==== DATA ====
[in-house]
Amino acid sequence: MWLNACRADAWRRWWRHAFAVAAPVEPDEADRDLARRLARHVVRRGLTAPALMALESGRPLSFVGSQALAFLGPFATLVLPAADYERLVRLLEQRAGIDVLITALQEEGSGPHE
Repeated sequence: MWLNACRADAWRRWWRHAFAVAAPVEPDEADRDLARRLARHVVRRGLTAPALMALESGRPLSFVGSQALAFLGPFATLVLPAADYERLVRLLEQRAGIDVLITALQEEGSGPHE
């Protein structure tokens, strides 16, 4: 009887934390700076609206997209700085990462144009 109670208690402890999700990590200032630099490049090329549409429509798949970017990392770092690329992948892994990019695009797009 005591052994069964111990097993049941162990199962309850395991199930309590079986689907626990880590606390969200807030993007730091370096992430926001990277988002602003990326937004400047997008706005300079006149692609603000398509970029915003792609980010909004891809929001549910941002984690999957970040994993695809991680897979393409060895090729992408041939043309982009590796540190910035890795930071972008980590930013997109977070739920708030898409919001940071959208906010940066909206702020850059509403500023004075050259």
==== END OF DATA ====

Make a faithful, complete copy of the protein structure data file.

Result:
[in-house]
Amino acid sequence: MWLNACRADAWRRWWRHAFAVAAPVEPDEADRDLARRLARHVVRRGLTAPALMALESGRPLSFVGSQALAFLGPFATLVLPAADYERLVRLLEQRAGIDVLITALQEEGSGPHE
Repeated sequence: MWLNACRADAWRRWWRHAFAVAAPVEPDEADRDLARRLARHVVRRGLTAPALMALESGRPLSFVGSQALAFLGPFATLVLPAADYERLVRLLEQRAGIDVLITALQEEGSGPHE
């Protein structure tokens, strides 16, 4: 009887934390700076609206997209700085990462144009 109670208690402890999700990590200032630099490049090329549409429509798949970017990392770092690329992948892994990019695009797009 005591052994069964111990097993049941162990199962309850395991199930309590079986689907626990880590606390969200807030993007730091370096992430926001990277988002602003990326937004400047997008706005300079006149692609603000398509970029915003792609980010909004891809929001549910941002984690999957970040994993695809991680897979393409060895090729992408041939043309982009590796540190910035890795930071972008980590930013997109977070739920708030898409919001940071959208906010940066909206702020850059509403500023004075050259």